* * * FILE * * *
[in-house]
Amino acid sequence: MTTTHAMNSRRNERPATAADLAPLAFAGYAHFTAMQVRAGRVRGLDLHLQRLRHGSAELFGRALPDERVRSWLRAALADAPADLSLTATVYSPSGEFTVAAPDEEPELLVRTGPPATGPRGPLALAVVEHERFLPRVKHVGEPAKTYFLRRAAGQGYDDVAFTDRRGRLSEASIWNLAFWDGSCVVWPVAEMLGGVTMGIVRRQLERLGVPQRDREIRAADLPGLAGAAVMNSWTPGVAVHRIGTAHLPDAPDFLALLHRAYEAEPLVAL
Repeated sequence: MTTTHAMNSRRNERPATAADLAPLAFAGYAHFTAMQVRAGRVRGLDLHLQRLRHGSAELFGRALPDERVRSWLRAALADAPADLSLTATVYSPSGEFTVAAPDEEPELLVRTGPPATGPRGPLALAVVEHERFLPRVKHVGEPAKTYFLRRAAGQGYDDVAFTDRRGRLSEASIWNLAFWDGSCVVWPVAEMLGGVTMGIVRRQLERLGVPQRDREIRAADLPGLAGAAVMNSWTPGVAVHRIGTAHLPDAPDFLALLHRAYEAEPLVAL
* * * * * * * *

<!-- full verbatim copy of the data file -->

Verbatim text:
[in-house]
Amino acid sequence: MTTTHAMNSRRNERPATAADLAPLAFAGYAHFTAMQVRAGRVRGLDLHLQRLRHGSAELFGRALPDERVRSWLRAALADAPADLSLTATVYSPSGEFTVAAPDEEPELLVRTGPPATGPRGPLALAVVEHERFLPRVKHVGEPAKTYFLRRAAGQGYDDVAFTDRRGRLSEASIWNLAFWDGSCVVWPVAEMLGGVTMGIVRRQLERLGVPQRDREIRAADLPGLAGAAVMNSWTPGVAVHRIGTAHLPDAPDFLALLHRAYEAEPLVAL
Repeated sequence: MTTTHAMNSRRNERPATAADLAPLAFAGYAHFTAMQVRAGRVRGLDLHLQRLRHGSAELFGRALPDERVRSWLRAALADAPADLSLTATVYSPSGEFTVAAPDEEPELLVRTGPPATGPRGPLALAVVEHERFLPRVKHVGEPAKTYFLRRAAGQGYDDVAFTDRRGRLSEASIWNLAFWDGSCVVWPVAEMLGGVTMGIVRRQLERLGVPQRDREIRAADLPGLAGAAVMNSWTPGVAVHRIGTAHLPDAPDFLALLHRAYEAEPLVAL